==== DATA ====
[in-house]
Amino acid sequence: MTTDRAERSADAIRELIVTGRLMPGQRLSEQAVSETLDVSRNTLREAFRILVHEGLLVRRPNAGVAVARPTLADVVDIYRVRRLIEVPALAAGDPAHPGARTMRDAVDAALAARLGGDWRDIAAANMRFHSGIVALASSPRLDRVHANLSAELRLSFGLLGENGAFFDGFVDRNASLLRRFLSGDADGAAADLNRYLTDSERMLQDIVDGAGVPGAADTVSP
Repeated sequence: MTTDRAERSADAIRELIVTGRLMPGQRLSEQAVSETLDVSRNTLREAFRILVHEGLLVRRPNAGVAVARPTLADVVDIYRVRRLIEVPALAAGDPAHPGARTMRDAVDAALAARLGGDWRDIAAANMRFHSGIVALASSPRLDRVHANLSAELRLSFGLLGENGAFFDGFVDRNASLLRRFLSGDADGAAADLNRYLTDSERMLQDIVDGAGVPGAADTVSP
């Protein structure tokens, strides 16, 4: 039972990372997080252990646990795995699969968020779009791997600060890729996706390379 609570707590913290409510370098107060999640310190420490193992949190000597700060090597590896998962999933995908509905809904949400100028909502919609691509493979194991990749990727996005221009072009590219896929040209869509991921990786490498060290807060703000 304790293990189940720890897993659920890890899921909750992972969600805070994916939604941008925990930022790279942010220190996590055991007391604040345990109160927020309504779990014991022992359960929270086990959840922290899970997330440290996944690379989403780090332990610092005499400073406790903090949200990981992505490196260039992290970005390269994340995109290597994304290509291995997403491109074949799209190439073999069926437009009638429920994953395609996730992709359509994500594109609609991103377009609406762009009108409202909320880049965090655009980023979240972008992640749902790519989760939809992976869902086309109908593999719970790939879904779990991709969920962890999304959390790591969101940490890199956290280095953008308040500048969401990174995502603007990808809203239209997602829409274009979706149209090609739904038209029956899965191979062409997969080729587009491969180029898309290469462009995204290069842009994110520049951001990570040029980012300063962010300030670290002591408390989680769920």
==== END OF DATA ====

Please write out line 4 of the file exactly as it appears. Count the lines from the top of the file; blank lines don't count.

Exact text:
């Protein structure tokens, strides 16, 4: 039972990372997080252990646990795995699969968020779009791997600060890729996706390379 609570707590913290409510370098107060999640310190420490193992949190000597700060090597590896998962999933995908509905809904949400100028909502919609691509493979194991990749990727996005221009072009590219896929040209869509991921990786490498060290807060703000 304790293990189940720890897993659920890890899921909750992972969600805070994916939604941008925990930022790279942010220190996590055991007391604040345990109160927020309504779990014991022992359960929270086990959840922290899970997330440290996944690379989403780090332990610092005499400073406790903090949200990981992505490196260039992290970005390269994340995109290597994304290509291995997403491109074949799209190439073999069926437009009638429920994953395609996730992709359509994500594109609609991103377009609406762009009108409202909320880049965090655009980023979240972008992640749902790519989760939809992976869902086309109908593999719970790939879904779990991709969920962890999304959390790591969101940490890199956290280095953008308040500048969401990174995502603007990808809203239209997602829409274009979706149209090609739904038209029956899965191979062409997969080729587009491969180029898309290469462009995204290069842009994110520049951001990570040029980012300063962010300030670290002591408390989680769920």